MDMA, a.k.a. Ecstasy or (more recently) Molly, is considerably more popular than salvia. According to the MTF data, it was used by 3.6 percent of 12th-graders, 5 percent of college students, and 4.8 percent of young adults last year. But those rates are much lower than the peaks seen in 2001, when 9.2 percent of both 12th-graders and college students, along with 7.5 percent of young adults, admitted using MDMA.
It looks like peak MDMA use came a few years before peak MDMA hysteria, as embodied in Joe Biden's Illicit Drug Anti-Proliferation Act of 2003, which targeted raves and other events where use of the drug was common. By the time Biden's bill passed, past-year use by 12th-graders and college students had fallen from peak levels by more than 50 percent, while past-year use by young adults had fallen by 40 percent.
Public alarm about heroin also seems only loosely related to trends in use. Contrary to the impression you might get from all the talk of a "heroin epidemic," MTF data indicate that use of the drug by young people has not risen in recent years.
After falling by 50 percent between 1975 and 1979, the prevalence of past-year heroin use among 12th-graders remained stable at 0.5 percent or so until 1995, when it doubled. The rate peaked at 1.5 percent in 2000. Last year it was 0.6 percent.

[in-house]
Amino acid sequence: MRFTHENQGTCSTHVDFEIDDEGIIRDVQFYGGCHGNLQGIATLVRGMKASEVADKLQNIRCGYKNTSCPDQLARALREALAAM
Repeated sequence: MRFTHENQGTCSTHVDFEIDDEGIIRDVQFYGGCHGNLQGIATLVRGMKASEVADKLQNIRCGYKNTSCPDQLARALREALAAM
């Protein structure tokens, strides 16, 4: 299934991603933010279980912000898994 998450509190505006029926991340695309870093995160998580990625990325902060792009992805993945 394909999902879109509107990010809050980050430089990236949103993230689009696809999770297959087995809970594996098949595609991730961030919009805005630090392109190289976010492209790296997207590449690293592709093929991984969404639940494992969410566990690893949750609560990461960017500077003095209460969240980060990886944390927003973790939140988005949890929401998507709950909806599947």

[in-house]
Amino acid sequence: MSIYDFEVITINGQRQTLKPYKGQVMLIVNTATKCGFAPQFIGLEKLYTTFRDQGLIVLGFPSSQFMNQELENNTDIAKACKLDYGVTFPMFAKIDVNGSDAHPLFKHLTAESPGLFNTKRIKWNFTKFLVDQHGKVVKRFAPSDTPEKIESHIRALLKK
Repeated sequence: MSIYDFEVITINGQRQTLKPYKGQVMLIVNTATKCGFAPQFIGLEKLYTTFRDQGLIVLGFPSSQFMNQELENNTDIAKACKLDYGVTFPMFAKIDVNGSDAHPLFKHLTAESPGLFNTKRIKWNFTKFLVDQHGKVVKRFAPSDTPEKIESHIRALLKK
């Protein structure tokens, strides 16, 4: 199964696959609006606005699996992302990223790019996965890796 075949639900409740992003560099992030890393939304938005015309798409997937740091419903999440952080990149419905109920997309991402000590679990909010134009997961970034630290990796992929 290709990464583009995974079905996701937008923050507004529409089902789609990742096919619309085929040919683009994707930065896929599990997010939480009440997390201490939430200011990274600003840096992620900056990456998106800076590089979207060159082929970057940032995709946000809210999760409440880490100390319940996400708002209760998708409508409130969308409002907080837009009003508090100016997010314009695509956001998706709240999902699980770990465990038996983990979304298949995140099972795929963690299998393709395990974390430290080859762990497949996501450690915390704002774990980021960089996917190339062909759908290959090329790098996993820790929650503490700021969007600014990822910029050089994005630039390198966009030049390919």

Trends were similar for the other age groups. "After the period 1999 to 2001," says the MTF report, "heroin use fell back to lower levels than were observed in the mid- to late-1990s….All age groups except for the young adults had annual levels of heroin use in 2014 that were well below recent peaks (by roughly one half to two thirds). Young adults have remained at peak levels (0.4–0.6% in 2008–2014)."
Recent data from the National Survey on Drug Use and Health (NSDUH), which covers Americans 12 and older, show a gradual increase in the number of past-year heroin users, from 373,000 in 2007 to 681,000 in 2013. "Heroin use remains uncommon in the United States," says the NSDUH report, although "the percentage of people using heroin is higher in 2013 than it was a decade ago." Data for last year are not available yet.
By contrast, public concern about a "heroin epidemic," as measured by the use of that phrase in newspaper and wire service articles collected by Nexis, has risen precipitously. Between 2011 and 2013, when the number of past-year users indicated by NSDUH data rose by about 10 percent, the number of "heroin epidemic" mentions rose by almost 700 percent, from 82 to 633. Last year press references to a "heroin epidemic" skyrocketed to more than 3,000, driven largely by a single event: the heroin-related death of actor Philip Seymour Hoffman.
MTF and NSDUH probably miss a substantial number of heavy users, and the number of overdose deaths involving heroin did rise from 4,397 in 2011 to 8,257 in 2013. But even that increase pales beside the explosion in press coverage.
As these examples (and others) suggest, the relationship between reality and public pronouncements about drugs can be tenuous. Supposedly scary new intoxicants may never attract much of a following, while the ebb and flow in use of more familiar substances may correspond only roughly, if at all, to the level of political panic about them. The problem is that data showing the fizzling of fads or putting into perspective the drug scare du jour usually are not available in the heat of the moment, when policy tends to be made.
This article originally appeared at Forbes.com.